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LCQ20: Safety of school transport vehicles

     Following is a question by the Hon Cheung Hok-ming and a written reply by the Secretary for Transport and Housing, Ms Eva Cheng, at the Legislative Council meeting today (February 11):


     Existing legislation stipulates that, for the purpose of establishing the number of persons that may be carried in a vehicle, three children aged three years or above who do not exceed 1.3 metres in height shall be counted as two persons. It has been reported that some school transport vehicles ("STVs") carrying primary and kindergarten pupils are often seriously overloaded. For example, some STVs which carry 31 pupils only have 15 seats for the pupils to sit. Moreover, traffic accidents involving STVs happen from time to time, arousing concern about the safety of STVs. In this connection, will the Government inform this Council :

(a) of the number of cases in which prosecution was instituted by the Police against overloading of STVs in each of the past three years;

(b) how the authorities monitor whether STVs are overloaded and take enforcement actions; and

(c) what measures are in place to enhance the safety of STVs and whether it will stipulate that all seats of newly-registered STVs shall be installed with seat belts; if not, of the reasons for that?



     Currently, two types of student service vehicles (SSVs), namely school buses and school private light buses, provide student transport services in Hong Kong. We have all along attached great importance to the safety of SSVs.

     My reply to the three parts of the question is as follows :

(a)&(b) Sections 53 and 61 of the Road Traffic (Traffic Control) Regulations (Cap. 374G) stipulate that any person who without reasonable excuse contravenes the provisions on the number of persons that may be carried in a vehicle commits an offence, and is liable on first conviction to a fine of $5,000 and imprisonment for 3 months, and to a fine of $10,000 and imprisonment for 6 months on subsequent convictions. In addition, "overloading of passengers" is an offence punishable by a fixed penalty of $450.

     The Police takes active enforcement actions against overloading by drivers of all types of vehicles, including SSVs. The Police have also included overloading as a targeted offence in their daily enforcement actions to step up their efforts to combat the offence. In addition, the Transport Department (TD) writes to SSV operators before the end of summer holiday every year to remind them of the importance of safety, including the prohibition of overloading.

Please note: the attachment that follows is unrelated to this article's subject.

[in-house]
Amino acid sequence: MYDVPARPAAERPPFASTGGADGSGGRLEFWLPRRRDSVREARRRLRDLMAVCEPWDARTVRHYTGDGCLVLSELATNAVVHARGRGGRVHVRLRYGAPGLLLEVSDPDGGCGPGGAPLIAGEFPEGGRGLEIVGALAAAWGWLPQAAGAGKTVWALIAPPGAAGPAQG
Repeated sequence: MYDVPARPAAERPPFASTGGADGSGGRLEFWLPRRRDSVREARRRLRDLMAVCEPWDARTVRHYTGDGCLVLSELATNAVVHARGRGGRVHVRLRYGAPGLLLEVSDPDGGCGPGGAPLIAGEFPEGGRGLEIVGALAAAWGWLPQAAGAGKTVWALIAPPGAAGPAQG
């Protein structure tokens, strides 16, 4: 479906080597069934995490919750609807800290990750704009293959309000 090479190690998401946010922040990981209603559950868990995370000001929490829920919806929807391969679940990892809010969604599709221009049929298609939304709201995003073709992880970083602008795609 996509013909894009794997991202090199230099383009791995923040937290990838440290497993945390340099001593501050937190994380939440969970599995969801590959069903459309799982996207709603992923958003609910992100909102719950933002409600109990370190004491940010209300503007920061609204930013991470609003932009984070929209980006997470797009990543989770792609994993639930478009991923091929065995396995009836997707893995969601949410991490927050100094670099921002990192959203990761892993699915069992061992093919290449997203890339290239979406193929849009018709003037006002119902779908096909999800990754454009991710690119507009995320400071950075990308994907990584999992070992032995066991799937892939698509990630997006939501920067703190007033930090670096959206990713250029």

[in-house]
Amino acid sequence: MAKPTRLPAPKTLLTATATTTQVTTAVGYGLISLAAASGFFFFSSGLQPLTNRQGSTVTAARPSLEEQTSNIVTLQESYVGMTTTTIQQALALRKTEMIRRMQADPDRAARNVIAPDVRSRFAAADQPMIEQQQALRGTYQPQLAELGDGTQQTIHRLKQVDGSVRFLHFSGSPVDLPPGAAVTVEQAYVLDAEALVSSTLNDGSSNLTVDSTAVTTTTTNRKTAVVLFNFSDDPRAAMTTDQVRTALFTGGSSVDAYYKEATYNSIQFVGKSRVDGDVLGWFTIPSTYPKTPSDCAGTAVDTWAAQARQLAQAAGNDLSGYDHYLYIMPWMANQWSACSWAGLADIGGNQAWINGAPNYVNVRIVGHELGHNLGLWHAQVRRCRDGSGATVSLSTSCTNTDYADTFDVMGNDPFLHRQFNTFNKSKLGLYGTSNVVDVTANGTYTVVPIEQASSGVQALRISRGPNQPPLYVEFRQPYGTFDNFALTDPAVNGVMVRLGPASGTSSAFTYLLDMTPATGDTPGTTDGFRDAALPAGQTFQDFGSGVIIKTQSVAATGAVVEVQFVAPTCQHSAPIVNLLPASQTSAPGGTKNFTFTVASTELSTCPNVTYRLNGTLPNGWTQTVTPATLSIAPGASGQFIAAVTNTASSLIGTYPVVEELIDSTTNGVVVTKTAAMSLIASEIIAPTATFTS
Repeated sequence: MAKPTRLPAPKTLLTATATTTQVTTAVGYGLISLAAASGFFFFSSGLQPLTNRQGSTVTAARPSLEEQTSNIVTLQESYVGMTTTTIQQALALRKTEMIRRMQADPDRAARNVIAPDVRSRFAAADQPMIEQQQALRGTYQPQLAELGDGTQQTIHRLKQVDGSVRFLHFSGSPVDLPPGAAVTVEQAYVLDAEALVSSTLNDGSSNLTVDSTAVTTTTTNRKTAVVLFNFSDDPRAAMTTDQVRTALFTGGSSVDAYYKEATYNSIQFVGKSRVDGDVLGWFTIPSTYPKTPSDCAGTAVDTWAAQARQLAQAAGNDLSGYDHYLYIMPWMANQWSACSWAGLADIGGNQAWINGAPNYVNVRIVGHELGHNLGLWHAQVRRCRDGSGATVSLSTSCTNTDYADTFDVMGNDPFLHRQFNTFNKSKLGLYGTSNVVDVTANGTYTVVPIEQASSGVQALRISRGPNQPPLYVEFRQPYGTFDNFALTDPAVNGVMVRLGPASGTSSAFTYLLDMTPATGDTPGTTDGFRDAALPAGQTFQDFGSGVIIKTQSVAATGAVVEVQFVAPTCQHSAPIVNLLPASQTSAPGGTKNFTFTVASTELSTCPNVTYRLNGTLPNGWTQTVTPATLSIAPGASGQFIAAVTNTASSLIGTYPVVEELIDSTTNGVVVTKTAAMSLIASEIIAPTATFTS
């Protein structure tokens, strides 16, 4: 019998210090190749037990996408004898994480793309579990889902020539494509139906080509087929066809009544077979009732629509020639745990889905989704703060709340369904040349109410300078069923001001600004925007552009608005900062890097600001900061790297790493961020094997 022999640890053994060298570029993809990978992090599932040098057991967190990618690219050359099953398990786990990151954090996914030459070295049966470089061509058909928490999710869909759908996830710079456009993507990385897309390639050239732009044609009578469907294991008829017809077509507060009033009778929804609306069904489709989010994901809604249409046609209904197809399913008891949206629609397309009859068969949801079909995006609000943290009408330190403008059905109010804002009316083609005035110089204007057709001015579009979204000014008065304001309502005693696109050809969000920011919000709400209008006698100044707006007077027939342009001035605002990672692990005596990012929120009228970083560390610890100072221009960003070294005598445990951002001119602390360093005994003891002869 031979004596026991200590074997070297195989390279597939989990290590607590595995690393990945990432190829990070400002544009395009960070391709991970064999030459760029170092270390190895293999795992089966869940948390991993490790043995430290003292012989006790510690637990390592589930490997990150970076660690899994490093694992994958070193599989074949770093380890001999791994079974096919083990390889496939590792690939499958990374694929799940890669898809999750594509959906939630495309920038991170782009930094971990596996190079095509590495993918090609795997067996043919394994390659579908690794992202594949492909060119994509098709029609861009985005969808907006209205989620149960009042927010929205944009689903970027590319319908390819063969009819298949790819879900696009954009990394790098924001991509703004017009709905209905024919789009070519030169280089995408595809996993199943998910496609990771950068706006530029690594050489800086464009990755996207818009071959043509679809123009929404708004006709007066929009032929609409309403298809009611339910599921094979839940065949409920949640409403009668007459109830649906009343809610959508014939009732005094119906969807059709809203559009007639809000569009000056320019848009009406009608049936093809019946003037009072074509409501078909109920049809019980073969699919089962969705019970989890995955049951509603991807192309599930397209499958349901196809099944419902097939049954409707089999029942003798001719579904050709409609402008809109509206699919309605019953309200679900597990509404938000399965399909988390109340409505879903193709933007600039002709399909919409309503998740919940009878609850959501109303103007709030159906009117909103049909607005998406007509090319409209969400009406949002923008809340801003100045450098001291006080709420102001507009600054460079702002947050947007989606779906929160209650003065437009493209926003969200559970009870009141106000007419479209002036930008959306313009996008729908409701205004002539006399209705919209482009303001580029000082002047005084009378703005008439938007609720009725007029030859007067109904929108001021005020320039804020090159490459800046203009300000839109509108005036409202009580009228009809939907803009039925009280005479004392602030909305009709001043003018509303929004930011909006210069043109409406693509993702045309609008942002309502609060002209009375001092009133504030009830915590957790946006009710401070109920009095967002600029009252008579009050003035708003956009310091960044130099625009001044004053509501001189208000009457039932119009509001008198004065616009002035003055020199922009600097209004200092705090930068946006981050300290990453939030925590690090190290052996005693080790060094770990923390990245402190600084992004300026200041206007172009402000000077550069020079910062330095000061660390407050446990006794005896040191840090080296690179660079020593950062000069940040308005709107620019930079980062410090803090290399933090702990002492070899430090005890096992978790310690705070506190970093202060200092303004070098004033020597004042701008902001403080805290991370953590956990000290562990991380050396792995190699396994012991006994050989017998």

The statistics on prosecutions instituted by the Police against overloading cover all types of vehicles. The respective numbers of such cases in the past three years are as follows :

Year 2006 1,486
Year 2007 1,304
Year 2008 1,256

     Since the Police do not maintain a breakdown of the prosecutions by vehicle type, we are unable to provide the figures of prosecution cases involving SSVs .

(c) To further enhance the safety of SSVs, the Commissioner for Transport has revised the conditions of the Passenger Service Licence issued to SSVs to require the provision of escorts on SSVs that serve kindergartens or primary school pupils. Furthermore, we have introduced legislation to require all SSVs registered on or after May 1 this year to install "safer seats" íV strong, fire-resistant and closely spaced seats with high and energy-absorbing seat backs. The design of such seats has proven effective in protecting school children, as they can reduce the risk of students being thrown out of their seats and the extent of their injuries in vehicle collisions.

     Apart from active enforcement, the Police will continue to enhance the safety awareness among SSV drivers through education and publicity. For example, the Police launch a territory-wide campaign to promote school transport safety in August and September every year. Regional Road Safety Teams give out promotional leaflets in various districts to remind SSV drivers, teachers and parents of student transport safety.  The Police also give talks in schools to educate students on safety precautions when travelling on SSVs.

     Regarding the proposed use of seat belts on SSVs, the practice varies among different countries. We will keep a close watch over the standards of seat belts on SSVs and related practices abroad.

     TD is pleased to offer advice to SSV owners who would like to purchase new vehicles installed with both safer seats and seat belts, or to retrofit seat belts on existing SSVs, in order to help them select the appropriate vehicles or install seat belts that are technically feasible and meet the standards. We will study the feasibility of mandatory installation of seat belts on SSVs, including implementation details such as the legal liability in the event of students not wearing seat belts on SSVs.

     TD will continue to disseminate the above message to the SSV trade at its regular meetings with the trade.

Ends/Wednesday, February 11, 2009
Issued at HKT 15:14


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